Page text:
Federal appeals court judges ruled Wednesday the U.S. Justice Department is likely to succeed in its argument that North Carolina's election overhaul will deny or curtail African-Americans' right to vote. The appeals court ordered North Carolina to put some changes on hold this November. WFAE's Michael Tomsic joins us now to explain why.
First, which parts will be put on hold?
Eliminating same-day registration and no longer counting ballots cast in the wrong precinct. North Carolina will still be allowed to shorten its early voting period from 17 days to 10. The judges ruled changing that would be too big a burden this close to the election.
A federal district court judge had ruled all those changes could go forward this November. Why did the federal appeals court disagree?
Even though the district judge, Thomas Schroeder, accepted that getting rid of same-day registration and out-of-precinct ballots would disproportionately impact African-Americans, he ruled that doesn't mean there'd be "an inequality of opportunity."
The appeals court judges say he's wrong. They cite a recent ruling by another federal appeals court, which said taking away something minorities disproportionately rely on in Ohio would lead to unequal opportunity.
They also cite a Supreme Court case in which Justice Antonin Scalia wrote:
If, for example, a county permitted voter registration for only three hours one day a week, and that made it more difficult for blacks to register than whites, blacks would have less opportunity “to participate in the political process” than whites, and (the Voting Rights Act) would therefore be violated . . . .
The appeals court judges say the North Carolina case "looks precisely like the textbook example" Justice Scalia provided.
The district court judge was also concerned about setting a precedent for other states. How did the appeals court address that?
They downplayed it. Part of the reason district Judge Schroeder decided not to make North Carolina keep counting out-of-precinct ballots, for example, is that the majority of states don't count them. He wrote that forcing North Carolina to could end up making a lot other states do the same.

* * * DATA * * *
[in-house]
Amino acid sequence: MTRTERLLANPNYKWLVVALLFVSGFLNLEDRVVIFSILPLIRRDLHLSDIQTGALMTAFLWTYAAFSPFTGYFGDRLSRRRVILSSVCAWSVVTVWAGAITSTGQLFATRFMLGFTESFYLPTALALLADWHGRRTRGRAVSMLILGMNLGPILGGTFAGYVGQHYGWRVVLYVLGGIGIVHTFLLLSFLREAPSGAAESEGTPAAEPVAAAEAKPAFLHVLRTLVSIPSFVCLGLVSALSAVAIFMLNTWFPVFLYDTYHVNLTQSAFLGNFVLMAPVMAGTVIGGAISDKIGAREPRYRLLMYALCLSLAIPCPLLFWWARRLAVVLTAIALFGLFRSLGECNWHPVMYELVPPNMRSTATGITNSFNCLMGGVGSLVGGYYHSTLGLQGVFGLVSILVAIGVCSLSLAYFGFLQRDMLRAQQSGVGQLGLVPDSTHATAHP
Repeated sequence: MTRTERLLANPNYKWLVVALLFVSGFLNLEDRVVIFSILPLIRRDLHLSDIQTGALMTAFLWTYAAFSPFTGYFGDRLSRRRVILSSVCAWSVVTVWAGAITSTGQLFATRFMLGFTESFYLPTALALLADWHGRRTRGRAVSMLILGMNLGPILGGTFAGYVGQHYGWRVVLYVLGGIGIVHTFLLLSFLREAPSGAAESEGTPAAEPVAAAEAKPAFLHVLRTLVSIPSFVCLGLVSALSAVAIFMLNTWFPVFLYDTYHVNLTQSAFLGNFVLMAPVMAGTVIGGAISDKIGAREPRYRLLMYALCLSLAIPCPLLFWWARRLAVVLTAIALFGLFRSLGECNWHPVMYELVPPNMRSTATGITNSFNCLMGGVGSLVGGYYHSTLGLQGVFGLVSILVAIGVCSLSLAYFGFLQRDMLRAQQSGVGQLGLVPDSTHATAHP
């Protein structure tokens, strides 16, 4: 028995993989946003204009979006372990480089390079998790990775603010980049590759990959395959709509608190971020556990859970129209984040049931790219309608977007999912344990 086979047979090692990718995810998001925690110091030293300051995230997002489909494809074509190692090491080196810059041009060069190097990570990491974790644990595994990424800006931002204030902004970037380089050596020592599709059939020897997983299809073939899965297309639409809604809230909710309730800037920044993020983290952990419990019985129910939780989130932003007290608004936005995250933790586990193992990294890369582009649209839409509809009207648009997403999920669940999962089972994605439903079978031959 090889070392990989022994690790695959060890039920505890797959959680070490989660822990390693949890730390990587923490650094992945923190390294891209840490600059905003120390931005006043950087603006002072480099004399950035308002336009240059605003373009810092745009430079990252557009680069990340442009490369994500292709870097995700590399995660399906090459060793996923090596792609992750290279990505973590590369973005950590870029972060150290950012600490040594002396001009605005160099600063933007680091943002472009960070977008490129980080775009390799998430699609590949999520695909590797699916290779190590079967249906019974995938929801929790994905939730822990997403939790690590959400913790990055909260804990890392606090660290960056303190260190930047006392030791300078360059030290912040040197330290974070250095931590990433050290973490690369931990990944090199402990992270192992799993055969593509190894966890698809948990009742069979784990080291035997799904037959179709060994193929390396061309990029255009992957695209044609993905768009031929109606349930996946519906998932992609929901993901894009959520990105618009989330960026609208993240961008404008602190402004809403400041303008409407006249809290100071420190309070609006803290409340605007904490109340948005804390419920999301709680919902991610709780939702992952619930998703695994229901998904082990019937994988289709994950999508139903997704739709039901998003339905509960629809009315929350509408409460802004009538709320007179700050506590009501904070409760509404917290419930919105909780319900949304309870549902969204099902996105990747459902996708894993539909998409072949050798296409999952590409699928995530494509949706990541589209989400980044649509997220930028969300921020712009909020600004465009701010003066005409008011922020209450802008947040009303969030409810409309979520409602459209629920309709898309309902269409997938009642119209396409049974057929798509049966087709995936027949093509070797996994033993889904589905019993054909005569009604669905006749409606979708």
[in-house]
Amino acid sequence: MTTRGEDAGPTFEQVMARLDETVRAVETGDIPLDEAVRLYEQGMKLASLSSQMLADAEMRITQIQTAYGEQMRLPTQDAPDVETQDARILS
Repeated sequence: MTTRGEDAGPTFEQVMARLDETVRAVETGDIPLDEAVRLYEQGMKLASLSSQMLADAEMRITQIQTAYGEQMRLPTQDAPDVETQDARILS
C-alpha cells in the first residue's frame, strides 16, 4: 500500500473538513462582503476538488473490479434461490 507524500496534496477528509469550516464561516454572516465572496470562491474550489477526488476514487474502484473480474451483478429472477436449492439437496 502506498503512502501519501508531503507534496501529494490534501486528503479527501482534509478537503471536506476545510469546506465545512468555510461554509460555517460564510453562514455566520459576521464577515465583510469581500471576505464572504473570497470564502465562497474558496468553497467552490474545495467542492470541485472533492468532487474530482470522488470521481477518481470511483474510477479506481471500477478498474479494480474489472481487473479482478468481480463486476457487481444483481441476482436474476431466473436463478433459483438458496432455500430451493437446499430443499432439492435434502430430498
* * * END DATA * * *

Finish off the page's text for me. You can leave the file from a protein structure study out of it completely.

But the appeals court judges say Schroeder made a "grave error" by failing to understand that Voting Rights Act cases are intensely local - you have to consider all the circumstances of voting challenges case-by-case. The judges say North Carolina's history of voting discrimination matters as part of those circumstances.
Is this a final decision on whether North Carolina's changes are constitutional?
No, it's an injunction against the law until a full trial next summer. That trial will determine whether the changes do, in fact, violate the Voting Rights Act and discriminate against African-Americans. (That trial will also include challenges to the photo ID requirement that starts in 2016.) For now, the plaintiffs had to show a likelihood of success and demonstrate irreparable harm this November.
How important is intent to the lawsuits?
The judges did take aim at how lawmakers passed the changes. The bill started out focused on voter ID. But then the Supreme Court struck down part of the Voting Rights Act that had required North Carolina to get federal approval before making voting changes.
The appeals court judges say immediately after that ruling, history "picked up where it left off in 1965," and North Carolina began pursuing a giant election overhaul that lawmakers likely knew they couldn't have gotten past the federal government before.
The appeals court ruling was two to one. What did the dissenting judge say?
She said that although she shares some of her colleagues concerns, she does not believe the plaintiffs have shown a clear likelihood of success on their claims.
She also said there could be more harm caused by changing election procedures this close to November.
The election is only a month away. How difficult will the changes be to implement?
The director of the Mecklenburg County Board of Elections, Michael Dickerson, says it actually won't be hard for the county to retrain its workers on same-day registration and out-of-precinct ballots.
"It's something that we have done in the past six years, I guess, before this," he says. "The one election that we didn't do it was this past May. We should be able to easily accommodate the training aspect of it."
Lastly, is the state appealing?
The state will appeal to the U.S. Supreme Court and ask for a stay on Wednesday's ruling.